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In the European Union, Apple is encountering a fresh challenge due to the forthcoming iOS alterations.

In the European Union, Apple is encountering a fresh challenge due to the forthcoming iOS alterations.

Reported by the Financial Times, the European Union has initiated an investigation into Apple’s decision to cease support for web apps within the EU. The European Commission has dispatched inquiries to both Apple and app developers to evaluate the ramifications of this action, slated to take effect in March. “We are indeed examining the compliance packages of all gatekeepers, including Apple,” affirmed a spokesperson from the European Commission to The Verge. “In this regard, we are specifically scrutinizing the matter of progressive web apps.”

The bypassing of App Store fees was facilitated by web apps.

  • Due to the recent modifications, web apps will cease to operate independently and instead function as bookmarks.
  • Apple asserts that these changes were imperative to adhere to the EU’s newly enacted Digital Markets Act (DMA).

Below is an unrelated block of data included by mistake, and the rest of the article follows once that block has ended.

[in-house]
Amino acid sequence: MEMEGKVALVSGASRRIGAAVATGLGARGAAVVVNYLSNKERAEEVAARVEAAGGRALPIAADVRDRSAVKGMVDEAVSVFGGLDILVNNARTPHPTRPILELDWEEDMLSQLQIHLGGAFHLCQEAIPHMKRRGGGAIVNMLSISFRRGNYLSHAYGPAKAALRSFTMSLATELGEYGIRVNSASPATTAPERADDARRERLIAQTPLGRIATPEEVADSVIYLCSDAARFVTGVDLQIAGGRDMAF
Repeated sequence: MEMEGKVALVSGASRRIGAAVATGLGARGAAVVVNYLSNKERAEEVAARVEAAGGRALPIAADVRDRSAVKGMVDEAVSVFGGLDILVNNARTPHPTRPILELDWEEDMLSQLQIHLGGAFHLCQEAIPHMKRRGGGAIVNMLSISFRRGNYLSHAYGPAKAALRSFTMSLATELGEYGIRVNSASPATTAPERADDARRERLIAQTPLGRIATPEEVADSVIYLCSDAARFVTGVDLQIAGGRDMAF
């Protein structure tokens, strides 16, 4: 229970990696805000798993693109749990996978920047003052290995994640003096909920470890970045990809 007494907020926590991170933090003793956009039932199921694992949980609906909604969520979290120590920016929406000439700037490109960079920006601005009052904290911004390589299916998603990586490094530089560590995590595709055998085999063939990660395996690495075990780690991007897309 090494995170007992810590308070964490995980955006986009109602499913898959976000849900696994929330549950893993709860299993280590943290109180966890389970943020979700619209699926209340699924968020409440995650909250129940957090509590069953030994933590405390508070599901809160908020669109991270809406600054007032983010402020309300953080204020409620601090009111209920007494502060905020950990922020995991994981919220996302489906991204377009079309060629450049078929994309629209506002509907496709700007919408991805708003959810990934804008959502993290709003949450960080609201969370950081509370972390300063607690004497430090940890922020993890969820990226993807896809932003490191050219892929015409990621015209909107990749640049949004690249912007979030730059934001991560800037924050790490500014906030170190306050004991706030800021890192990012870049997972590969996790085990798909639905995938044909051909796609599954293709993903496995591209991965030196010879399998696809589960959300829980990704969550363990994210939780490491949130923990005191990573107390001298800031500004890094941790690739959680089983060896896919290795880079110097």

• Progressive web apps, alternatively known as homepage web apps, are applications based on the web that can be installed directly onto an iPhone’s home screen.
  • They offer developers a means to circumvent Apple’s App Store and the associated fees.
  • According to Thierry Breton, the EU’s Internal Markets Commissioner, any company found to be non-compliant with the DMA will be subject to severe sanctions, as stated to the Financial Times.

For compliance with the DMA, Apple asserts that the move is necessary.

The Digital Markets Act (DMA), introduced by the European Union last year, aims to enhance competition in digital marketplaces by regulating major online platforms. It categorizes companies such as Apple as “gatekeepers” and mandates them to fully support third-party browser engines.

Apple contends that meeting these obligations is impractical. In a developer Q&A session, the company stated that enabling progressive web app features for third parties without compromising user security was not feasible given the other demands of the DMA.

The EU’s inquiry is still in its preliminary stages, with regulators seeking information to assess the impacts on both app developers and iPhone users before determining subsequent actions.

EU officials have suggested that formal proceedings might be avoided if Apple makes further concessions. Under the DMA, fines for noncompliance can reach up to 10% of a company’s annual turnover.

Apple had previously announced iOS adjustments in Europe to comply with the legislation, such as permitting third-party app stores and alternative payment methods. However, competitors argue that additional fees hinder the development of alternatives.

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